7.3. The URI Translation Phase
One of the web's virtues is its Uniform Resource Identifier (URI) and Uniform Resource Locator (URL) standards. End users never know for sure what is sitting behind a URI. It could be a static file, a dynamic script, a proxied request, or something even more esoteric. The file or program behind a URI may change over time, but this too is transparent to the end user.
Much of Apache's power and flexibility comes from its highly configurable URI translation phase, which comes relatively early in the request cycle, after the post_read_request and before the header_parser phases. During this phase, the URI requested by the remote browser is translated into a physical filename, which may in turn be returned directly to the browser as a static document or passed on to a CGI script or Apache API module for processing. During URI translation, each module that has declared its interest in handling this phase is given a chance to modify the URI. The first module to handle the phase (i.e., return something other than a status of DECLINED) terminates the phase. This prevents several URI translators from interfering with one another by trying to map the same URI onto several different file paths.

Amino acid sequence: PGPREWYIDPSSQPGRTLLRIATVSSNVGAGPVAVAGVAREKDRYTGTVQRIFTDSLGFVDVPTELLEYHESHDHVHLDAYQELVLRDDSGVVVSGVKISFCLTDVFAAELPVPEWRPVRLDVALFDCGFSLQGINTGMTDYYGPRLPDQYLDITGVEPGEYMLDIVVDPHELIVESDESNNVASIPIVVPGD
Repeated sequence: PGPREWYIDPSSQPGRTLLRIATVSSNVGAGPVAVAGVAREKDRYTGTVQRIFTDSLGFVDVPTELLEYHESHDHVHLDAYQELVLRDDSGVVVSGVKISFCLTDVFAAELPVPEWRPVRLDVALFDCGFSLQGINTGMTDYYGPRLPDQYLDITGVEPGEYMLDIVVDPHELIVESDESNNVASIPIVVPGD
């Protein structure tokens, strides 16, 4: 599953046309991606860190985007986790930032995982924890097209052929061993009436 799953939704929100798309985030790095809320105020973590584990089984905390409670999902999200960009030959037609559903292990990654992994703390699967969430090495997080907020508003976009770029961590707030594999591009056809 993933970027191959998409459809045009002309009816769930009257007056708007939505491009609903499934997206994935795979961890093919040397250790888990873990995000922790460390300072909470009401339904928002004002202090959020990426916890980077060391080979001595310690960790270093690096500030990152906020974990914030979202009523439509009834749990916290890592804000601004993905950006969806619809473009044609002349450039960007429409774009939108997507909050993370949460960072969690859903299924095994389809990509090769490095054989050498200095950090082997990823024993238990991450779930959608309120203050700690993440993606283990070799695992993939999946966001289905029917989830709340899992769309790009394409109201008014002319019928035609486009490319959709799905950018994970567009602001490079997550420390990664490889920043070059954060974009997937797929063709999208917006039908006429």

By default, two URI translation handlers are installed in stock Apache distributions. The mod_alias module looks for the existence of several directives that may apply to the current URI. These include Alias , ScriptAlias, Redirect, AliasMatch, and other directives. ...